Millennials: The Lion’s Share of U.S. Home Buyers

Millennials: The Lion’s Share of U.S. Home Buyers

by DeVore Design, June 27, 2020

However, there are notable demographic differences between older millennials (ages 30 to 39) and younger millennials (22 to 29) who have more college debt.

Millennials now represent a significant majority of U.S. homebuyers, though there are notable demographic differences between older millennials (ages 30 to 39) and younger millennials (ages 22 to 29).

According to the National Association of Realtors’ (NAR) 2020 Home Buyers and Sellers Generational Trends Report, older millennials and younger millennials represent 25% and 13% of buyers, respectively, compared to Gen Xers (ages 40 to 54) who made up 23% of the market.

Student debt interfered with down payment savings for 46% of younger millennials, with a median loan balance of $26,000, and 38% of older millennials, who had a median balance of $34,000. Across nearly all age groups, debt delayed home buying by four to five years.

While buyers across all age categories cited a home purchase as a “good investment” and the desire to own as their primary reason for purchasing, older millennials were slightly less likely than other age groups to consider a home purchase as “better than stocks” and more likely to consider it merely “as good as stocks.”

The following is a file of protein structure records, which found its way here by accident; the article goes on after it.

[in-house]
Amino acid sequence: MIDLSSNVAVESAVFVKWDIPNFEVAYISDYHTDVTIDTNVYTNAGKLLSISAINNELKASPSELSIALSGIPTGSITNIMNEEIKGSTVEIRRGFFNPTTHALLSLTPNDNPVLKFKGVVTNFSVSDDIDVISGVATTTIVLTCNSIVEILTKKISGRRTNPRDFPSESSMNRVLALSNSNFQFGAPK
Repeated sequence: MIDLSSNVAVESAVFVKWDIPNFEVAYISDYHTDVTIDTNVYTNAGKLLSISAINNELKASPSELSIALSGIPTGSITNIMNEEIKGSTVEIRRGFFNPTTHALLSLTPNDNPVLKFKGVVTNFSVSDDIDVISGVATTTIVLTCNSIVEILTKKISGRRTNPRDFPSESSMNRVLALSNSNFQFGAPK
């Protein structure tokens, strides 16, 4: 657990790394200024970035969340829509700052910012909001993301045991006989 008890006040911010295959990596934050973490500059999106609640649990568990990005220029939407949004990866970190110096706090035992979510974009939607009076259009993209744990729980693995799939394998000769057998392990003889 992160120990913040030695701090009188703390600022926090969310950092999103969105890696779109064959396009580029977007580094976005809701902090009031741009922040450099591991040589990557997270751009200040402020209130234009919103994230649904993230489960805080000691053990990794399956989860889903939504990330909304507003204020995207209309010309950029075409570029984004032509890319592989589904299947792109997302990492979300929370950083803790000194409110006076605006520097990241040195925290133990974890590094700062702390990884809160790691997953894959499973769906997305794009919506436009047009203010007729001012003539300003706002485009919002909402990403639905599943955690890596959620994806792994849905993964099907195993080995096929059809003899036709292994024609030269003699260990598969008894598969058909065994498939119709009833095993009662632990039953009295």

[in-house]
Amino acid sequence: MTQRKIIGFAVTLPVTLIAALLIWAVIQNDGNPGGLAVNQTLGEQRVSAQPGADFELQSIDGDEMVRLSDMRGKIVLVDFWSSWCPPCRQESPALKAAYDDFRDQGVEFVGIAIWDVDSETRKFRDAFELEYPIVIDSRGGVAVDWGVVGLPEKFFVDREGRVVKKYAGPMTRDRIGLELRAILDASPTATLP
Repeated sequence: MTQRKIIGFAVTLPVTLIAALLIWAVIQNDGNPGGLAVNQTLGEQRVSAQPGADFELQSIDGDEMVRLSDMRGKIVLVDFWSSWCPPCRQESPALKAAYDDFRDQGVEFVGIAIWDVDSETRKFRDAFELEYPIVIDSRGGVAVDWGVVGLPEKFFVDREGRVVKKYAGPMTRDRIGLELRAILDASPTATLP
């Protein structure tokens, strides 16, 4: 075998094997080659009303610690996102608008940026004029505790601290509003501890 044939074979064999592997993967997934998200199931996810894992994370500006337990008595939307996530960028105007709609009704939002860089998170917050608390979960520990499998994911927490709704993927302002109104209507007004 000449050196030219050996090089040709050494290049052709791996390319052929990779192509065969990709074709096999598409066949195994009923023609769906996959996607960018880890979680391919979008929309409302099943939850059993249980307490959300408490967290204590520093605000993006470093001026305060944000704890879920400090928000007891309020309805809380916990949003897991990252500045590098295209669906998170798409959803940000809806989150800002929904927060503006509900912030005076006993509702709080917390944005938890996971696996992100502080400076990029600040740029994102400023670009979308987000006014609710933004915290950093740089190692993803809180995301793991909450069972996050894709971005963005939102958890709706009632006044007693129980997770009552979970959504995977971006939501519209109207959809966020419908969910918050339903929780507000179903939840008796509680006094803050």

Older millennials were also the most likely to be buying as married couples and paid the highest prices for homes – a median of $282,000, compared to the overall median of $257,000 across age groups – even though Gen X purchasers came to the table with the highest incomes of any demographic, a median of $110,900.

Younger millennial buyers, on the other hand, had the highest rate of purchases by unmarried couples and the lowest median purchase price of any age group, at $206,300.

Detached single-family homes represented 83% of homes bought across all demographics, with buyers of all ages also opting for a median size of three bedrooms. Silent Generation buyers (ages 74 to 94) were the only age group moving into smaller homes, going from a median of 2,100 to 1,800 square feet.

Older boomers (ages 65 to 73) made up the largest share of sellers, at 23%.

And while younger sellers were generally interested in trading up to larger spaces, boomer sellers generally purchased equivalent or smaller spaces but moved greater distances, often to be closer to family and friends.

Source: Mansion Global (03/05/2020) Smith, Virginia K.

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